At work, we're in the process from switching from an IRA to a 401(k) and I've been looking at the different fund options.
What struck me as very strange was how poorly the Vanguard Target Retirement Date funds even for targets 25-40 years in the future have performed over the last several years vs. the stock market overall.
Comparing performance of their 2050 target date fund (VFIFX) vs. the S&P 500 (.INX) over different date ranges, I get these results:
VFIFX: + 19.39%
.INX: + 25.65%
Past 5 years:
VFIFX: + 35.73%
.INX: + 60.44%
Since Jun 2006 (beginning of Google Finance's data for the comparison):
VFIFX: + 100.15%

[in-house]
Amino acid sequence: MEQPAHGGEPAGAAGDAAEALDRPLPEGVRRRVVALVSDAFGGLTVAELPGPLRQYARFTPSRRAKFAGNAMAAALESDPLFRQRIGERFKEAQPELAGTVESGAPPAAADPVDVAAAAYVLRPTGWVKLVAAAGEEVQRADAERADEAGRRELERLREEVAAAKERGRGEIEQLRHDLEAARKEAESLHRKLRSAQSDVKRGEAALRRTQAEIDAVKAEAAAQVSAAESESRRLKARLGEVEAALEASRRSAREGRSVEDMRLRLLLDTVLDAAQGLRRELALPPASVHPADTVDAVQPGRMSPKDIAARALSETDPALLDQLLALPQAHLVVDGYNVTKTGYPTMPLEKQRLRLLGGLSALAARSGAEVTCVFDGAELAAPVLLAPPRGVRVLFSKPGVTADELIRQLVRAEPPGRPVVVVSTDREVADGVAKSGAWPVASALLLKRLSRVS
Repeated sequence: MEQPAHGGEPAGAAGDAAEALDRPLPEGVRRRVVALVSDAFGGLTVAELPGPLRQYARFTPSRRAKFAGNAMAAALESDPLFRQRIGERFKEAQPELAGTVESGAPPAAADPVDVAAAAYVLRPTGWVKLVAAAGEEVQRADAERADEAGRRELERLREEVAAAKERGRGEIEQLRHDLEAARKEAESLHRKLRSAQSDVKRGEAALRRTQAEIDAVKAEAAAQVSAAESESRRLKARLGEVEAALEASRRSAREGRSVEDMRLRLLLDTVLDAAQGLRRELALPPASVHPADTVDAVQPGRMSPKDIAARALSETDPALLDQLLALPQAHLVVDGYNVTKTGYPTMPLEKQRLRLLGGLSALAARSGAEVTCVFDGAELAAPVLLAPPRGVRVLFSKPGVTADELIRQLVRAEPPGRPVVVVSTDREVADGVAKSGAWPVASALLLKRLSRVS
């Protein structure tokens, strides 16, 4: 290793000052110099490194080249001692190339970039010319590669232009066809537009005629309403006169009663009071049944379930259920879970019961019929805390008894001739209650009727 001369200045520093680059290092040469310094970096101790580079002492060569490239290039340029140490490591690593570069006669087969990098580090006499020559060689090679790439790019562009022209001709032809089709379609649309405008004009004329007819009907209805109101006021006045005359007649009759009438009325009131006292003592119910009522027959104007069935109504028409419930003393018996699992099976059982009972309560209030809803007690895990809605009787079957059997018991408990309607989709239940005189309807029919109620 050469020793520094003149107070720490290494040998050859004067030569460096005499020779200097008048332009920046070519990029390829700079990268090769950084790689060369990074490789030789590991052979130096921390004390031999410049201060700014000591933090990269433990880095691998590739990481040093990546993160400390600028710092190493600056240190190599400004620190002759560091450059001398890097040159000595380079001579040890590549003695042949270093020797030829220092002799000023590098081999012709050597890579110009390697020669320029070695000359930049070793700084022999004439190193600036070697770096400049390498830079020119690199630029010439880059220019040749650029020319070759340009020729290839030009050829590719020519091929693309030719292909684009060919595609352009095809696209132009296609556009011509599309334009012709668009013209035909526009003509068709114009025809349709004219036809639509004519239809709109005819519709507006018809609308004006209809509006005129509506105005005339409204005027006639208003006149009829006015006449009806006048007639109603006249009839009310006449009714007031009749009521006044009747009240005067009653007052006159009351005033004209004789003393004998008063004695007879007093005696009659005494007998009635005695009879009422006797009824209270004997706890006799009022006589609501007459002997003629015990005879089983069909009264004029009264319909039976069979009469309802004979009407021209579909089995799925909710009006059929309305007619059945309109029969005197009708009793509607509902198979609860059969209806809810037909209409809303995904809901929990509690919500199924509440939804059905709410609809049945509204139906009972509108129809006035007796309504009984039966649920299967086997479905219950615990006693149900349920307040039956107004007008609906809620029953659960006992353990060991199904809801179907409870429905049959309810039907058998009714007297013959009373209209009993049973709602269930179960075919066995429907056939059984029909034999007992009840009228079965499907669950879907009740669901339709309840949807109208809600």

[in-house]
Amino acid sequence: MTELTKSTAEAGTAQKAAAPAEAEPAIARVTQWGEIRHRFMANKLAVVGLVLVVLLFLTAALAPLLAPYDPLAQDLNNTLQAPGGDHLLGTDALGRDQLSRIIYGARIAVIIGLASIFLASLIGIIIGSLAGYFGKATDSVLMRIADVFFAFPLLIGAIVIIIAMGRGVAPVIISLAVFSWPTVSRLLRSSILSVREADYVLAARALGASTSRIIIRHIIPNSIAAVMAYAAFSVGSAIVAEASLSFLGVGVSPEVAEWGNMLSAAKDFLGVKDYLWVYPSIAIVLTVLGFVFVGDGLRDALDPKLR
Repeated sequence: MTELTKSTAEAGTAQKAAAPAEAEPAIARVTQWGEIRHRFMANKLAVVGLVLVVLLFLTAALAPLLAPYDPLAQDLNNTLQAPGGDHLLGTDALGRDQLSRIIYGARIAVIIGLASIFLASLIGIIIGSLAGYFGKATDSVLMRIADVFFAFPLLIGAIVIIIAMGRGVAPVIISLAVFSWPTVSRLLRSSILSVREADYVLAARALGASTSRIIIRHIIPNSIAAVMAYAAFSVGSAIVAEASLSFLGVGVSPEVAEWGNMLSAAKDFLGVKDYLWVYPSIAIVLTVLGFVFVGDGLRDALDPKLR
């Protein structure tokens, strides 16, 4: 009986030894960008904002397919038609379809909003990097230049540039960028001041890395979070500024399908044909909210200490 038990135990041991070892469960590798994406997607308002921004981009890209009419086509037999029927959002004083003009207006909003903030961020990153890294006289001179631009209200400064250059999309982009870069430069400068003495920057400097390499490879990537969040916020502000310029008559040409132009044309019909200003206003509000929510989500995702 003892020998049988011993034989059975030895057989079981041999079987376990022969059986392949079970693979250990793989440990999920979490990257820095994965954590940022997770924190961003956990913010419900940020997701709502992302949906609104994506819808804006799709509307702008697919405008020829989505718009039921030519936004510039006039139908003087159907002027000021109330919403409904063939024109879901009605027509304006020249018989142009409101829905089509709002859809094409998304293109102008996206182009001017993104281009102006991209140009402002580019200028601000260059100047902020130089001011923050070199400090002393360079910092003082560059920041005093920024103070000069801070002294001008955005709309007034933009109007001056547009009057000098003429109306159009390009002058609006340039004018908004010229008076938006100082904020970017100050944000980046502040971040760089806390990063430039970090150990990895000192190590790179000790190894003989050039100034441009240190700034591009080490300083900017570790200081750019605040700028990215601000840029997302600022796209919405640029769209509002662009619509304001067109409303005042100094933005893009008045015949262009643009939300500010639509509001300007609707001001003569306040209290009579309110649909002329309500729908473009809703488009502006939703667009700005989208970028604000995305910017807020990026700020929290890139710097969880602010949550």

.INX: + 158.88%
While I would totally understand a target, say, 2030 or 2035 fund having results of this nature, this seems odd to me for a target 2050 fund (and even the target 2060 results appeared to be very similar.)
Why would a fund targeting retirement 30+ years out have such poor results vs. the S&P 500?
Are the funds targeting that far out really that conservative vs. the stock markets overall? Or is this more just a result of the target funds having more global investments during a time when the U.S. stock market has been performing much more strongly than those of, say, the BRIC nations? Or something else I'm missing?